An unexpected turmoil at the top of any business group is counter productive and especially when it is is at the top of India’s foremost business group, the Tatas — a $103-billion conglomerate that operates in more than a hundred countries, employs 7,00,000 people and has a total market capitalisation of over $125 billion (about 7.5 per cent of BSE’s total).
The Tatas are not known for boardroom coups, at least they have not been for the last two decades, after Ratan Tata consolidated his hold on the group by easing out satraps in various companies.
What transpired in Monday’s board meeting of Tata Sons where Chairman Cyrus Mistry was “replaced” is, therefore, unprecedented.
Succession at the top of the group has always been smooth ever since it was founded, and the easing out of Mistry, the chosen successor to Ratan Tata who now returns as interim chairman, is not just out of the ordinary but also a mystery.
To soften the impact, the board has drafted the resolution very carefully.
There is no reference to the past or to the reasons but only to the future. “In its collective wisdom and on the recommendation of the principal shareholders (Tata Trusts) and in the long-term interests of the Tata group and Tata Sons the Board has resolved to replace Cyrus Mistry as Chairman,” says the resolution.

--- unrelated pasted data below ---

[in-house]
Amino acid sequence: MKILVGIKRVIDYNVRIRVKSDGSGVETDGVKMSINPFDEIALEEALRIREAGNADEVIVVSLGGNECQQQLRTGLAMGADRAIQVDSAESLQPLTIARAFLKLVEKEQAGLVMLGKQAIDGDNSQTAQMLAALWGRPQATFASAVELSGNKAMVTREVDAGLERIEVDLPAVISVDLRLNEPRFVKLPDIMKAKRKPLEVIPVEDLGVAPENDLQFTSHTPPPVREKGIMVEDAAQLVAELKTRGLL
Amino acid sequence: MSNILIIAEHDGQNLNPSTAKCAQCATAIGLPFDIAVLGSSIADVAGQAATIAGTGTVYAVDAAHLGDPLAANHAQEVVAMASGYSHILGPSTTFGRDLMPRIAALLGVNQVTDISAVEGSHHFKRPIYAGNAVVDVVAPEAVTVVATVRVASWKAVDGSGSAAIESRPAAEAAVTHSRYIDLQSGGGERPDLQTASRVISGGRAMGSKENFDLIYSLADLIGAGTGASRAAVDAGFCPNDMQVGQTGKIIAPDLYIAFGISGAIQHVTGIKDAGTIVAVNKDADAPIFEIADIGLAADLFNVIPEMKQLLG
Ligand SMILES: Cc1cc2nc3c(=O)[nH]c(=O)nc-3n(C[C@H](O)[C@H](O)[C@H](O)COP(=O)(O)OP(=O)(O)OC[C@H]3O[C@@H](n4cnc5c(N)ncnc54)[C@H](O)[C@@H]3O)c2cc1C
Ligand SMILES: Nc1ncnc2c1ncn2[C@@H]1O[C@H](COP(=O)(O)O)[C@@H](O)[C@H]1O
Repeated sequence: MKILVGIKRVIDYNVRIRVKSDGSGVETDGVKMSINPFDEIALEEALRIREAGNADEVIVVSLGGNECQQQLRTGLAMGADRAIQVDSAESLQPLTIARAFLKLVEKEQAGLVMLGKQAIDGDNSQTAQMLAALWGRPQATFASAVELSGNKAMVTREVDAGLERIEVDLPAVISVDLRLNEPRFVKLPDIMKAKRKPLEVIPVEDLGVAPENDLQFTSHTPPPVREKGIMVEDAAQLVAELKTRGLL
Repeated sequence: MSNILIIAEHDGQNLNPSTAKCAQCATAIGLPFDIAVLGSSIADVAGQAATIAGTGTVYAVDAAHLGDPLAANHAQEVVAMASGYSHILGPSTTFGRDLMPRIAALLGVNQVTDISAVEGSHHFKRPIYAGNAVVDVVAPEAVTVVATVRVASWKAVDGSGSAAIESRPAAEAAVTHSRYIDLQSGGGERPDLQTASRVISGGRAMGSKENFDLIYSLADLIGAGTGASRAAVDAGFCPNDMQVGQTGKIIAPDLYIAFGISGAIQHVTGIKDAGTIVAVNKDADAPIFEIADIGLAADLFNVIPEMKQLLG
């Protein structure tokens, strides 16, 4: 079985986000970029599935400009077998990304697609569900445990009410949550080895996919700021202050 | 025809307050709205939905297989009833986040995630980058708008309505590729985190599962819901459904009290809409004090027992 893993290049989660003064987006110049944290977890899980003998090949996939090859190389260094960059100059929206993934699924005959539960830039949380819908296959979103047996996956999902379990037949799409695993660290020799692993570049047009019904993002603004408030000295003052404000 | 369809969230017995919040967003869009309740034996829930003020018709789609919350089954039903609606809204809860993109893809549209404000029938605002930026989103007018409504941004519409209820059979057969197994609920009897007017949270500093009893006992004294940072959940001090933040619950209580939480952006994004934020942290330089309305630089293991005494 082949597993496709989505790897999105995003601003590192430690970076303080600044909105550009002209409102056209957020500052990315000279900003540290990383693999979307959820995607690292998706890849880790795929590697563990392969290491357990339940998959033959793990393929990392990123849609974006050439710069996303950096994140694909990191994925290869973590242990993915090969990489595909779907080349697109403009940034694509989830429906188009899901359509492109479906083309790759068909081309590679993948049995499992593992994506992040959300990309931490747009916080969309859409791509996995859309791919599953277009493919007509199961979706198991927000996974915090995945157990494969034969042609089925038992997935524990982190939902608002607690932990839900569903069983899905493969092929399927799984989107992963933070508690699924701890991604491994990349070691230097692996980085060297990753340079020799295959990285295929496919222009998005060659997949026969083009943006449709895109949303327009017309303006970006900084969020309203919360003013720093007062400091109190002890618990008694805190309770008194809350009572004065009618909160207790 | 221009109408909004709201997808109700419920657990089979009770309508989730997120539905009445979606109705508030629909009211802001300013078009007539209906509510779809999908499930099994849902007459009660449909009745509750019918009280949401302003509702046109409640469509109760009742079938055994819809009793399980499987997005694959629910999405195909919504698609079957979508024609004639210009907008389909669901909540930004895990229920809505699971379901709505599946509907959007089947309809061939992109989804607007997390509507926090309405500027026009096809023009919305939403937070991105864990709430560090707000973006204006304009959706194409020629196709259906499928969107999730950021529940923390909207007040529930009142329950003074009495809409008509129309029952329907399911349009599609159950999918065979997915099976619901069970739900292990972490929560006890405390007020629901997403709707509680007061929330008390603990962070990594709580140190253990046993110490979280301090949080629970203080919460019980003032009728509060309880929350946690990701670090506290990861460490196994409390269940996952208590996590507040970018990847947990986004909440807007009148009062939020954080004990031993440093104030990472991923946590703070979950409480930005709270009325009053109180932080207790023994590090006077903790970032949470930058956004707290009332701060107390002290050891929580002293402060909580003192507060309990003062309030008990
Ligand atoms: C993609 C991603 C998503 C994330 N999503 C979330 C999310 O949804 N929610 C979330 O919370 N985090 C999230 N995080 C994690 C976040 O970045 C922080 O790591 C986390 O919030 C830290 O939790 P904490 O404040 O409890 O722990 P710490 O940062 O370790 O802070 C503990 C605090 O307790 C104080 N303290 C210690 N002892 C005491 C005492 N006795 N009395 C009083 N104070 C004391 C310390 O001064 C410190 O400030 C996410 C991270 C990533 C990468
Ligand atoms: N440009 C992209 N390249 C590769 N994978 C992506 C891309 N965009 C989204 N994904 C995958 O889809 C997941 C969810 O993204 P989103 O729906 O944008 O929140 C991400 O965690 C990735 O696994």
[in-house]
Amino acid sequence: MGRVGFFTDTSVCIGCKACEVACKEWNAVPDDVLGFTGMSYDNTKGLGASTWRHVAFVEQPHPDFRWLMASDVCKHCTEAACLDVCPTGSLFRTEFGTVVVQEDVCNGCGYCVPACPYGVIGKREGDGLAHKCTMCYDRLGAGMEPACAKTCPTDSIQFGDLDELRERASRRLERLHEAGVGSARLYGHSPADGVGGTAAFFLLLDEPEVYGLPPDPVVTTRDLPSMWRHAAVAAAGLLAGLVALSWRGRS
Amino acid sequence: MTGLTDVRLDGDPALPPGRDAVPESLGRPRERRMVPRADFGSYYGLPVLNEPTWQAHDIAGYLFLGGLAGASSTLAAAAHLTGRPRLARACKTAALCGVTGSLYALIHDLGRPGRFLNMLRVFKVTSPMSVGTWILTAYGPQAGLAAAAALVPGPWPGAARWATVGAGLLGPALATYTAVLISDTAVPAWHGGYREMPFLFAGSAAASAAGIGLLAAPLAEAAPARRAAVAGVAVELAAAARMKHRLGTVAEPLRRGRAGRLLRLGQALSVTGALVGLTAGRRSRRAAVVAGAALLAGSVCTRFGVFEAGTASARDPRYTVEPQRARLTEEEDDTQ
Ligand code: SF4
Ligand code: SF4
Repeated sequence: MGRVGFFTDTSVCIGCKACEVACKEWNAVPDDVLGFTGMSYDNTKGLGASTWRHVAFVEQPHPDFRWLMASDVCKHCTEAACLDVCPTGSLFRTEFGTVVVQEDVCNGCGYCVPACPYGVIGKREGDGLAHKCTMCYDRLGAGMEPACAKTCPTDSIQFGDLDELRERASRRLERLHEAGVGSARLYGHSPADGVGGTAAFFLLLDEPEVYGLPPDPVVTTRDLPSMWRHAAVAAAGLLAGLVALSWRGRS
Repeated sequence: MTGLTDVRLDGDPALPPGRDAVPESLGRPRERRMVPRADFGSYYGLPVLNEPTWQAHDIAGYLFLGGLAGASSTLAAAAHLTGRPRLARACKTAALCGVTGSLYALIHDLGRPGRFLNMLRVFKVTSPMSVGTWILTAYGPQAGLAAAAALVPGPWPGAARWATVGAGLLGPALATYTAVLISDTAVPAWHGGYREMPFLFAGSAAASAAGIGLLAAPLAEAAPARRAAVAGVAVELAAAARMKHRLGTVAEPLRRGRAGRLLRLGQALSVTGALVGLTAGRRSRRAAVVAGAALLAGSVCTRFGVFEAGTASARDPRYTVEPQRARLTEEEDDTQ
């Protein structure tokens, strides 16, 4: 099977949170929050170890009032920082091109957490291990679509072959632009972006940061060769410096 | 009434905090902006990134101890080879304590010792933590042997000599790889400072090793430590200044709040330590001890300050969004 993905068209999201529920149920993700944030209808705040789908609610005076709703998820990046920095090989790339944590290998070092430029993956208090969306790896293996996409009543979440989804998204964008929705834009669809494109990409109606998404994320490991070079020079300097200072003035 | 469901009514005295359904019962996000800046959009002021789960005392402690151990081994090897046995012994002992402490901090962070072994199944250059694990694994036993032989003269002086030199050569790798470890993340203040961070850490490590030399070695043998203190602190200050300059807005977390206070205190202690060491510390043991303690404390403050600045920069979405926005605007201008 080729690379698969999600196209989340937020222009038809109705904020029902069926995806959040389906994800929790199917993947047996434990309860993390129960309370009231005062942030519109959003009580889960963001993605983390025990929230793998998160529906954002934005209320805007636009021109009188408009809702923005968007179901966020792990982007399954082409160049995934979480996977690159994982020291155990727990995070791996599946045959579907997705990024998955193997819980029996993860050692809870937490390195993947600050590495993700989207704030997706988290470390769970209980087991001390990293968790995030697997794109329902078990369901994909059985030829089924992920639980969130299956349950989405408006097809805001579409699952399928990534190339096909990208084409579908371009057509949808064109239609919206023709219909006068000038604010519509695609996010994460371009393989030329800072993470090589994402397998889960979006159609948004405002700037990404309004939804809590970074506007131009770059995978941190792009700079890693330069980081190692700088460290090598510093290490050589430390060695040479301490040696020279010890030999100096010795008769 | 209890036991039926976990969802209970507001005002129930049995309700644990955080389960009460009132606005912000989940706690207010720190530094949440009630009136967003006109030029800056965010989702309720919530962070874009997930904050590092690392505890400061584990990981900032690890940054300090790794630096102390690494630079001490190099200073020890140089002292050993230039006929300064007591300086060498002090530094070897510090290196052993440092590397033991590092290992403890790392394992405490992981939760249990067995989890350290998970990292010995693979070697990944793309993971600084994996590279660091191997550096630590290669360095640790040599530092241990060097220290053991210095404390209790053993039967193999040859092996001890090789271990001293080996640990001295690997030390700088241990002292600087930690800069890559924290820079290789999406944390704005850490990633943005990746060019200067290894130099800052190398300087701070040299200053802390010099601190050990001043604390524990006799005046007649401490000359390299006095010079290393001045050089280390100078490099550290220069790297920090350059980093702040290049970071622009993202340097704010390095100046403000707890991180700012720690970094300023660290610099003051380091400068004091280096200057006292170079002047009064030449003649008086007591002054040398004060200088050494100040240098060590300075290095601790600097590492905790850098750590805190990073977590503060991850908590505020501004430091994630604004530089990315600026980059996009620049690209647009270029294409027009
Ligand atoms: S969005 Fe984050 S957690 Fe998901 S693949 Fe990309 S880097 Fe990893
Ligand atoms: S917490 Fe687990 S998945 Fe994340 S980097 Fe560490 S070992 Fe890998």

Was it because of under-performance in his role as Chairman? Of course, whether he had a vision for the group and if so, what it was, was always a mystery.
Was it because of his inability to take along the top managers? Was it specifically due to his handling of two issues that have caused discomfort and embarrassment in recent times — the legal tussle with DoCoMo that led to an adverse arbitration award of $1.2 billion and the imbroglio over exit from the UK business of Tata Steel? Or was it related to governance issues?
With the Board deciding not to elaborate on the reason(s), the speculation that is now on in the media, market and among analysts is certainly not good either for employee morale or the confidence of other stakeholders in the group.
Even as it faces the prospect of a legal challenge from Mistry, who remains a director and whose family owns a little over 18 per cent of Tata Sons shares, the group will have to deal with the critical issue of finding a successor.
The decision to appoint Ratan Tata as interim chairman is obviously designed to reassure stakeholders, including the markets, and also to have a familiar hand at the wheel.
Tata, who’s pushing 79 now, will have to draw upon his immense goodwill to keep things steady till a successor is found.
The composition of the search panel and the four-month time limit given to it are encouraging but it is not going to be easy to find the right person, especially given the current circumstances.
Though the Tata Trusts own over two-thirds of Tata Sons, any legal challenge from the Mistry family can complicate matters and lead to serious distraction for the conglomerate.